From driverless tech regulations to designing mobility around inclusivity – here’s a roundup of the most interesting transportation industry related news that we’ve happened upon in the past seven days.
Scant Oversight of Self-Driving Technology, The Wall Street Journal
[C]ar-safety regulators were forced to wait until a major mishap before significantly addressing Tesla’s Autopilot system. The May 7 fatal crash in Florida that killed 40-year-old Joshua Brown when his Tesla Model S drove under the trailer of an 18-wheel semi truck turning in front of the car offers NHTSA officials their first significant chance to flex regulatory muscle.
Roads That Work for Self-Driving Cars, The Wall Street Journal
In its rush to get hot new products into consumers’ hands, Tesla—along with many other car manufacturers—has pursued a flawed vision of the future, one in which tomorrow’s technology is simply layered on top of today’s. As with the “horseless carriages” of the early 1900s, which at first were merely added to the jumble of pedestrians and carts swarming through the streets, the real benefits of the new technology won’t be realized until we see substantial changes in our transportation infrastructure.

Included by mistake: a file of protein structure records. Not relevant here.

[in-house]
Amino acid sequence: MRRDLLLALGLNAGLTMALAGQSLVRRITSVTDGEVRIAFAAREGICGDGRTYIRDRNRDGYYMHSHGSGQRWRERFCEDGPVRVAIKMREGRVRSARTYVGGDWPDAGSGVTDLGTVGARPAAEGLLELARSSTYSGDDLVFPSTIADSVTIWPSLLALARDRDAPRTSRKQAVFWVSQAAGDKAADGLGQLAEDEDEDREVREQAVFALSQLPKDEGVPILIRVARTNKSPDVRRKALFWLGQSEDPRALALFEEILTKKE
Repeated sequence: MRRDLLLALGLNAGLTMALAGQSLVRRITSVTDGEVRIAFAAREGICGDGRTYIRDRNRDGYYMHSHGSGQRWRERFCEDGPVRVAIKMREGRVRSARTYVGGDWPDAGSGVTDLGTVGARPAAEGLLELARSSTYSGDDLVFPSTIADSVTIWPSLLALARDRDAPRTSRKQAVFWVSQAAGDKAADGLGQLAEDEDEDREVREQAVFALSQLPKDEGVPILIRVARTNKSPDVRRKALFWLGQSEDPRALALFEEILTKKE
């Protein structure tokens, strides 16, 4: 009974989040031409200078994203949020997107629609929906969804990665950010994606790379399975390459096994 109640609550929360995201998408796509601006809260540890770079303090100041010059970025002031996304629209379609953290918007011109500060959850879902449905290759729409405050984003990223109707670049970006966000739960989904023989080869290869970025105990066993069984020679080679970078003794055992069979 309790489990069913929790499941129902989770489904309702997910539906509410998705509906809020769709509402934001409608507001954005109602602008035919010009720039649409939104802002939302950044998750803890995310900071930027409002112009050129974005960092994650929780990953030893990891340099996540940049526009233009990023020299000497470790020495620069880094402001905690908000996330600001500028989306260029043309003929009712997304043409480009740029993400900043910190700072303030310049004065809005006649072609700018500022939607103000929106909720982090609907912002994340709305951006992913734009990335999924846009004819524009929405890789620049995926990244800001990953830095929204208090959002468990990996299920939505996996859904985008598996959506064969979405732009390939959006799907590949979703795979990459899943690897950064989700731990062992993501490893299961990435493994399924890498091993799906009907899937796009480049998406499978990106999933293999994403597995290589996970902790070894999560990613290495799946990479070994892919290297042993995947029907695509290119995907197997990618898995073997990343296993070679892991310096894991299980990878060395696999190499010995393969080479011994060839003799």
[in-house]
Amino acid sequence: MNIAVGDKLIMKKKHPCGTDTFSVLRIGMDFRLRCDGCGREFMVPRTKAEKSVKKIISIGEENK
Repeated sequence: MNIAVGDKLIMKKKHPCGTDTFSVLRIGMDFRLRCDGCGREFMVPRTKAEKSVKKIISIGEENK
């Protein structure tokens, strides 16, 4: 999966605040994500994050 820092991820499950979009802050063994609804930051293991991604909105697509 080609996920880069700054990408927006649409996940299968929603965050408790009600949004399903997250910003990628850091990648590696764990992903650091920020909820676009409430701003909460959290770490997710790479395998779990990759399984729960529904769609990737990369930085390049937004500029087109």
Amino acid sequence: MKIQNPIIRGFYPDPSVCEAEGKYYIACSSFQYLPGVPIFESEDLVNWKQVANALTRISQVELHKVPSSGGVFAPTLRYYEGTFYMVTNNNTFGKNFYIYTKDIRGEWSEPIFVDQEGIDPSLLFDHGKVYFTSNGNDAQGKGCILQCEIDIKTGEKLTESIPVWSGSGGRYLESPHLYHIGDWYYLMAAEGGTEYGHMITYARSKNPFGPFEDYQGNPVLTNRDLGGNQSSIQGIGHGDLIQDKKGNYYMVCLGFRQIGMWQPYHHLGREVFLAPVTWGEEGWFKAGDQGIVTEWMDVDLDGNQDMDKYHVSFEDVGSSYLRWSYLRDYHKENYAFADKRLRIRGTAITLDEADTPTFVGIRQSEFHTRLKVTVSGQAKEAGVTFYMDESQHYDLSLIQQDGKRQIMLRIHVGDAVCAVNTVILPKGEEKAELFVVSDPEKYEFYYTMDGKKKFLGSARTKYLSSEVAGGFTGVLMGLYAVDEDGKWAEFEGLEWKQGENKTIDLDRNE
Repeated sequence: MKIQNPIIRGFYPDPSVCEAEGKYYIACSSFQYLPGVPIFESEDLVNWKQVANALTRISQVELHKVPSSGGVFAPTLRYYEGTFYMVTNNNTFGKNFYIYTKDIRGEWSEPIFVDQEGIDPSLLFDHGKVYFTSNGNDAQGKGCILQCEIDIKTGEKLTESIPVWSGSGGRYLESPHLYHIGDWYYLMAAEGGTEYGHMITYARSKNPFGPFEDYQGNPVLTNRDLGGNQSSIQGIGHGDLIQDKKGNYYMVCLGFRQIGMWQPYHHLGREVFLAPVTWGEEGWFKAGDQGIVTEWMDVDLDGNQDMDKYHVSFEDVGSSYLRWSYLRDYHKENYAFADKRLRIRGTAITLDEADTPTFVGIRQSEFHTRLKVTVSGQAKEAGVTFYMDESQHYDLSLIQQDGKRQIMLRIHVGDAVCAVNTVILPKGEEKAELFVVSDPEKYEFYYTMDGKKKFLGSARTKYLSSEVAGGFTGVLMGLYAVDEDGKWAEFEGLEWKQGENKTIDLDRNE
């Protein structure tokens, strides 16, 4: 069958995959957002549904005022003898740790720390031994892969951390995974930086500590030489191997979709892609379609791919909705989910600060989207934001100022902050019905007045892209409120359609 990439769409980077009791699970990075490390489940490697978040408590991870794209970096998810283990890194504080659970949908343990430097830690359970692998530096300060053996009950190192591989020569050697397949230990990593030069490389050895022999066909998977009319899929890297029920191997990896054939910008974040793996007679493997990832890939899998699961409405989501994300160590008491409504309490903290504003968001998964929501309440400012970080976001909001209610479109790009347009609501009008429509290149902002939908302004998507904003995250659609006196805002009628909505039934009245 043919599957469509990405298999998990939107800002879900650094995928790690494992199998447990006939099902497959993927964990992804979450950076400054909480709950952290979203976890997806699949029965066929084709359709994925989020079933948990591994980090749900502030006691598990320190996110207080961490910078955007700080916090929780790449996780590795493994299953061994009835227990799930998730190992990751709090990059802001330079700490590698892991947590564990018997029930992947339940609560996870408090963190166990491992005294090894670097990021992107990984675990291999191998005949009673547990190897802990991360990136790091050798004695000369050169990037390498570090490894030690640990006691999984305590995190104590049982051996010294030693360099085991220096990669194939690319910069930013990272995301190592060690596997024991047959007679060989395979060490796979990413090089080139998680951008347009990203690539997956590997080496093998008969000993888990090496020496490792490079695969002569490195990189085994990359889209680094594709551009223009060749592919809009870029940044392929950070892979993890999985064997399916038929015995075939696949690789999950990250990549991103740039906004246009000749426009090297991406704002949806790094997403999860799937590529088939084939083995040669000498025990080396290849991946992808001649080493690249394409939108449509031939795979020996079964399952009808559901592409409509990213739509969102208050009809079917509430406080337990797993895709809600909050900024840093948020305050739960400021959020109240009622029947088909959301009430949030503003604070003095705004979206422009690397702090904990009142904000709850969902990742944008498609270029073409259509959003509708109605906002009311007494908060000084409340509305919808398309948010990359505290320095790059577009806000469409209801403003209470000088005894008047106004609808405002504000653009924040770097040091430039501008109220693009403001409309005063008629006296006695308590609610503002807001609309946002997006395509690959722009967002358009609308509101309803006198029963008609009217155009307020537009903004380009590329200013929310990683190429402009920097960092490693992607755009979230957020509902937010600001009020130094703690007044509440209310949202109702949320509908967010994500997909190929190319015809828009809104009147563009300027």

Maltzan’s proposal turns on its head the conventional wisdom about the relationship between freeways and the communities that surround them. If you look at the diagrams his firm and Arup have developed to accompany the design, what you see seeping out from the new freeway bridge into nearby neighborhoods is not a plume of pollution but a spreading zone of benefits: an expanded wildlife corridor, better equipped schools, improved air quality.
Teen drivers’ brains may hold the secret to combating road deaths, The Washington Post
In this study, the subjects weren’t being pressured or persuaded by peers to drive faster. They were simply being primed ahead of time. The teens appeared to be swayed by their perceptions of other people’s attitudes, or what Simons-Morton calls “social norms.”
“The issues that Oakland is facing right now are the same issues that metropolitan areas around the country, indeed around the world, are going to have to grapple with in coming decades,” Tumlin says. Among the questions he thinks a new DOT will play a role in answering: How can a mobility system be designed around inclusivity? How can cities accommodate the many who are now demanding better bike infrastructure, knowing it means some drivers will feel they are being made to give up their privileges? How does a city grow its economy while ensuring opportunities also proliferate for those who have historically been bypassed by economic growth?